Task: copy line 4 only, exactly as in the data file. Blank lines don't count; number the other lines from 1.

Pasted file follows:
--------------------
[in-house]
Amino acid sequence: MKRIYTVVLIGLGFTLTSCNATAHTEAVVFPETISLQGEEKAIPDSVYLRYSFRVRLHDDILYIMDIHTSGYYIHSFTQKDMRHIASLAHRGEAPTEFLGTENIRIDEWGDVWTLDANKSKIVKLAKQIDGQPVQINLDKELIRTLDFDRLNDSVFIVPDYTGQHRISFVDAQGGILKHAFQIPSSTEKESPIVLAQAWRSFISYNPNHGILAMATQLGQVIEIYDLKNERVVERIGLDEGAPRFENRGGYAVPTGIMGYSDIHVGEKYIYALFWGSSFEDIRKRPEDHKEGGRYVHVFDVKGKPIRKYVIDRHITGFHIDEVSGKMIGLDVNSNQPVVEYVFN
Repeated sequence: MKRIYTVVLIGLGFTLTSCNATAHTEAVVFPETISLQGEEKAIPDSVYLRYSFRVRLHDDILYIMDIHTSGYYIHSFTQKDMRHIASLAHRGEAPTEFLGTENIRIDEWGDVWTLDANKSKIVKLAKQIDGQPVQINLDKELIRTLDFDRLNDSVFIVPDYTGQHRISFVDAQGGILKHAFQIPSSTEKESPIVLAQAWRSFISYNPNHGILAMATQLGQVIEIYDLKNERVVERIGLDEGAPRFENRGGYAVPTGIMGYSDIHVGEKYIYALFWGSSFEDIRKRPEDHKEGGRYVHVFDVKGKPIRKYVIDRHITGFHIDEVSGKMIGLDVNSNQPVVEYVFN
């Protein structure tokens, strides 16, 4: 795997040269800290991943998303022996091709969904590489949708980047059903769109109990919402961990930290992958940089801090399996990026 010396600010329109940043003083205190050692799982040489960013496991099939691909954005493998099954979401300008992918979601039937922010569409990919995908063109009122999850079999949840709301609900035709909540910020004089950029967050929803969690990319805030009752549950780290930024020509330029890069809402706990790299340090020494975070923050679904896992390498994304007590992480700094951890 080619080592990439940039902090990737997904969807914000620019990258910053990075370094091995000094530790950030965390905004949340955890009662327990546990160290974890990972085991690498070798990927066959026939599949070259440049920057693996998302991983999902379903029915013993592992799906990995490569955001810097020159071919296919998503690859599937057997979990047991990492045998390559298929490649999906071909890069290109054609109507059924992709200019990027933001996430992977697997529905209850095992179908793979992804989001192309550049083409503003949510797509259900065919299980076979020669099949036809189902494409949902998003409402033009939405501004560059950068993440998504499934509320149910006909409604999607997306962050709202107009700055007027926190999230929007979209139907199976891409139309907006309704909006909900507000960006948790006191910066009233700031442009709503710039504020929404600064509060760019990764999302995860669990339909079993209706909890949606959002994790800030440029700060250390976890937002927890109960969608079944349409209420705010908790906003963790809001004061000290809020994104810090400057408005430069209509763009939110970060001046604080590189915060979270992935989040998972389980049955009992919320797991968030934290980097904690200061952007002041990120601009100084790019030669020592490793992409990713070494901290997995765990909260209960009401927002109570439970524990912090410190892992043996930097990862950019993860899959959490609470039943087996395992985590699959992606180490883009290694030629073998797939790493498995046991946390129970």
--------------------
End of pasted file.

């Protein structure tokens, strides 16, 4: 795997040269800290991943998303022996091709969904590489949708980047059903769109109990919402961990930290992958940089801090399996990026 010396600010329109940043003083205190050692799982040489960013496991099939691909954005493998099954979401300008992918979601039937922010569409990919995908063109009122999850079999949840709301609900035709909540910020004089950029967050929803969690990319805030009752549950780290930024020509330029890069809402706990790299340090020494975070923050679904896992390498994304007590992480700094951890 080619080592990439940039902090990737997904969807914000620019990258910053990075370094091995000094530790950030965390905004949340955890009662327990546990160290974890990972085991690498070798990927066959026939599949070259440049920057693996998302991983999902379903029915013993592992799906990995490569955001810097020159071919296919998503690859599937057997979990047991990492045998390559298929490649999906071909890069290109054609109507059924992709200019990027933001996430992977697997529905209850095992179908793979992804989001192309550049083409503003949510797509259900065919299980076979020669099949036809189902494409949902998003409402033009939405501004560059950068993440998504499934509320149910006909409604999607997306962050709202107009700055007027926190999230929007979209139907199976891409139309907006309704909006909900507000960006948790006191910066009233700031442009709503710039504020929404600064509060760019990764999302995860669990339909079993209706909890949606959002994790800030440029700060250390976890937002927890109960969608079944349409209420705010908790906003963790809001004061000290809020994104810090400057408005430069209509763009939110970060001046604080590189915060979270992935989040998972389980049955009992919320797991968030934290980097904690200061952007002041990120601009100084790019030669020592490793992409990713070494901290997995765990909260209960009401927002109570439970524990912090410190892992043996930097990862950019993860899959959490609470039943087996395992985590699959992606180490883009290694030629073998797939790493498995046991946390129970």